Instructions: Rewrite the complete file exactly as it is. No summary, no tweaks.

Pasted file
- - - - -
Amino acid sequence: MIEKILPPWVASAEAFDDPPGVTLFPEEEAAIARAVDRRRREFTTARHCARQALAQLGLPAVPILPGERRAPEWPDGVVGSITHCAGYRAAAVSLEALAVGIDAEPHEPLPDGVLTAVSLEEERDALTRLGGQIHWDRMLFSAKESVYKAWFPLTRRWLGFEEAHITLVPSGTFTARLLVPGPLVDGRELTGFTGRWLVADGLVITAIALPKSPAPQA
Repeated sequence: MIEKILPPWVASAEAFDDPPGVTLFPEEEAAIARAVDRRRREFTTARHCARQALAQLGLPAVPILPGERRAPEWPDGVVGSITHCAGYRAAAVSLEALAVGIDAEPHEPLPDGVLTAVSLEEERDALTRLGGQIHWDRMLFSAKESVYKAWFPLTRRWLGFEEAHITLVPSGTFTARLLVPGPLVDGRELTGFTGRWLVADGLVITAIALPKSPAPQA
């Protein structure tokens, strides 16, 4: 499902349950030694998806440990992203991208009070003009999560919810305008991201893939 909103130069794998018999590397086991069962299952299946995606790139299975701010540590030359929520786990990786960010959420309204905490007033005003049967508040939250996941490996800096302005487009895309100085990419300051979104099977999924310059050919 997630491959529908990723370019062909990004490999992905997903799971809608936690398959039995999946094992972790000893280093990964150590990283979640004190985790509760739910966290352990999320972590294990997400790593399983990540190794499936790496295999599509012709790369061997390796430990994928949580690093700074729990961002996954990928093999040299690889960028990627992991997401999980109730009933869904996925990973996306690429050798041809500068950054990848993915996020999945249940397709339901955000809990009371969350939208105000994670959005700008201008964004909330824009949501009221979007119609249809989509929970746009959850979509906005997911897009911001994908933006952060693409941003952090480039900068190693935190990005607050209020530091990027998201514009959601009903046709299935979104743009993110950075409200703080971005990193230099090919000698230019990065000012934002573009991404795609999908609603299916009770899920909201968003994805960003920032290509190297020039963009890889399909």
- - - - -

Amino acid sequence: MIEKILPPWVASAEAFDDPPGVTLFPEEEAAIARAVDRRRREFTTARHCARQALAQLGLPAVPILPGERRAPEWPDGVVGSITHCAGYRAAAVSLEALAVGIDAEPHEPLPDGVLTAVSLEEERDALTRLGGQIHWDRMLFSAKESVYKAWFPLTRRWLGFEEAHITLVPSGTFTARLLVPGPLVDGRELTGFTGRWLVADGLVITAIALPKSPAPQA
Repeated sequence: MIEKILPPWVASAEAFDDPPGVTLFPEEEAAIARAVDRRRREFTTARHCARQALAQLGLPAVPILPGERRAPEWPDGVVGSITHCAGYRAAAVSLEALAVGIDAEPHEPLPDGVLTAVSLEEERDALTRLGGQIHWDRMLFSAKESVYKAWFPLTRRWLGFEEAHITLVPSGTFTARLLVPGPLVDGRELTGFTGRWLVADGLVITAIALPKSPAPQA
């Protein structure tokens, strides 16, 4: 499902349950030694998806440990992203991208009070003009999560919810305008991201893939 909103130069794998018999590397086991069962299952299946995606790139299975701010540590030359929520786990990786960010959420309204905490007033005003049967508040939250996941490996800096302005487009895309100085990419300051979104099977999924310059050919 997630491959529908990723370019062909990004490999992905997903799971809608936690398959039995999946094992972790000893280093990964150590990283979640004190985790509760739910966290352990999320972590294990997400790593399983990540190794499936790496295999599509012709790369061997390796430990994928949580690093700074729990961002996954990928093999040299690889960028990627992991997401999980109730009933869904996925990973996306690429050798041809500068950054990848993915996020999945249940397709339901955000809990009371969350939208105000994670959005700008201008964004909330824009949501009221979007119609249809989509929970746009959850979509906005997911897009911001994908933006952060693409941003952090480039900068190693935190990005607050209020530091990027998201514009959601009903046709299935979104743009993110950075409200703080971005990193230099090919000698230019990065000012934002573009991404795609999908609603299916009770899920909201968003994805960003920032290509190297020039963009890889399909």